Connecticut firm launches workforce housing fund targeting tri-state area

Fund will target transit-oriented areas in New York, New Jersey, Pennsylvania and Connecticut

OneWall Partners CEO Andy Wallace (Credit: OneWall, iStock)
OneWall Partners CEO Andy Wallace (Credit: OneWall, iStock)

Connecticut-based OneWall Partners is launching a $50 million preferred equity fund to attract investors to the workforce housing sector in the Northeast.

The Nova Appian Preferred Income Fund I will be focused on New York, New Jersey, Pennsylvania and Connecticut. It will target areas that are close to transit for commuters, who are overwhelmingly opting to rent homes instead of buying them.

The workforce sector has attracted $375 billion of investment in the last five years, which accounts for 51.3 percent of multifamily assets nationally, according to a report by CBRE.

Last year, affordable housing developer L+M Development Partners started raising $500 million in private equity for an affordable housing development fund.

The workforce housing sector attempts to fill the gap between government-subsidized low income housing and affordable housing programs. It targets renters who have stable jobs, but lagging incomes, who won’t be on the market for buying a house anytime soon.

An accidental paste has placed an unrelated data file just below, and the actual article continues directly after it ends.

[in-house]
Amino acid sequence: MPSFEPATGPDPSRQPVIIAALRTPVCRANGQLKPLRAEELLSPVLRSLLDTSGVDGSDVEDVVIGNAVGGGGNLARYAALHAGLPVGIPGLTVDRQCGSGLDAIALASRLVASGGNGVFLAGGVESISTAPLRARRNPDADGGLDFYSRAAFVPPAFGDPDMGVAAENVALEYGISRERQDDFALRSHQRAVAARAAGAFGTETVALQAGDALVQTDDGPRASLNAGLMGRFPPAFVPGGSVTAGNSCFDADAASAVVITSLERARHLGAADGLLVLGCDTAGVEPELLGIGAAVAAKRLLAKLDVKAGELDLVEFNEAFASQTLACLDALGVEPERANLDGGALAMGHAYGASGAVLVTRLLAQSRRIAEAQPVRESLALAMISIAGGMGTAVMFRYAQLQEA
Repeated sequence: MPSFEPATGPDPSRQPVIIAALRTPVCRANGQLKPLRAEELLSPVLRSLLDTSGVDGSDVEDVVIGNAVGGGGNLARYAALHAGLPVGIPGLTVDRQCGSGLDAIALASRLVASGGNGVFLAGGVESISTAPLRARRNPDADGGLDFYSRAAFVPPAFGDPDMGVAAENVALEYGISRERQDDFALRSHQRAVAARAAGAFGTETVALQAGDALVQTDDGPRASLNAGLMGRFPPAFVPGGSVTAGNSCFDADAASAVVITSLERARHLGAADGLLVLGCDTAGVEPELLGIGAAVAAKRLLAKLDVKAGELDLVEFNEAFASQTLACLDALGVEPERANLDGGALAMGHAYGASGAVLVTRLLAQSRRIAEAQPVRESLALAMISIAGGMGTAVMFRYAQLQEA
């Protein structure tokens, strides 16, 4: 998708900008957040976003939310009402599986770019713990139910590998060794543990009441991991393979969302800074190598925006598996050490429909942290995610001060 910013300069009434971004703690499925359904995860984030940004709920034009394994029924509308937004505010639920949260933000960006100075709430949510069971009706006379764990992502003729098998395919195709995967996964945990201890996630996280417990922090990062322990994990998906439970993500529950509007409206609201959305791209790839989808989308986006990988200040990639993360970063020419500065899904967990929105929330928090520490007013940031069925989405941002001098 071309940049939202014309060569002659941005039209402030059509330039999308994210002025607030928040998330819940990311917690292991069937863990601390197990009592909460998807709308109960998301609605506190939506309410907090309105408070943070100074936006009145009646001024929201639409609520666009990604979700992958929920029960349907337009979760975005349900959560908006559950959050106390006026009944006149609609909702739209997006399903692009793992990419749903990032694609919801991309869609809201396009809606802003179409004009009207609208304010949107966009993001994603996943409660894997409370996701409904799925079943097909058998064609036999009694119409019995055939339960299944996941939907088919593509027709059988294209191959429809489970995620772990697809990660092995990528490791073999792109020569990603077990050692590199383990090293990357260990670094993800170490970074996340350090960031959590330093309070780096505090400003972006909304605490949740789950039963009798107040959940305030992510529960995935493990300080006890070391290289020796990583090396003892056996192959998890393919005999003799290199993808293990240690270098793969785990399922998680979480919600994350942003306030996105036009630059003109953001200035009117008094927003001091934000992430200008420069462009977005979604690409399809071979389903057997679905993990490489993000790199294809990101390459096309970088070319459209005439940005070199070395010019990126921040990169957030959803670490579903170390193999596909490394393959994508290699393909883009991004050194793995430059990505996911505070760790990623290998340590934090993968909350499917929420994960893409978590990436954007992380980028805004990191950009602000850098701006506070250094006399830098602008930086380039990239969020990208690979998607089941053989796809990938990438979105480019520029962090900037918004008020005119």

According to census data, renters make up 35 percent of the national population — up from 27 percent in 2000. Nearly 40 million households spend more than 30 percent of their income on rent, according to a 2018 report. And since more workers are renting instead of buying homes, the workforce housing segment has seen more interest.

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Affordable housing, close to transit and within commuting distance of the city is turning places like New Rochelle and the Hudson Valley into the new outer boroughs.

That dynamic, according to OneWall Partners CEO Nate Kline, makes for a reliable investment, especially in a potential economic downturn.

“For where we are in the cycle, this is an asset class with a focus on middle class housing, the price plan and location is such that you have pretty stable employment, and households start to look for opportunities to save money on housing costs. We fill that void with this product,” said Kline.

Brian Whitmer, director of Cushman & Wakefield New Jersey, predicted in August that there would be more investor interest in upstate New York from downstate firms, who may be looking to put their capital in areas that are not hindered by rent regulation. Now, according to Whitmer, that investor interest is beginning to “snowball.”

“As we’ve covered that market for multiple decades, we’re seeing more and larger transactional activity,” Whitmer said. “But this is something that will take some time, and it took rent control to get it going.”

In New York, the fund will focus especially on the Albany region and Syracuse. The firm says it will be looking to invest in areas with workers in education, medicine and government.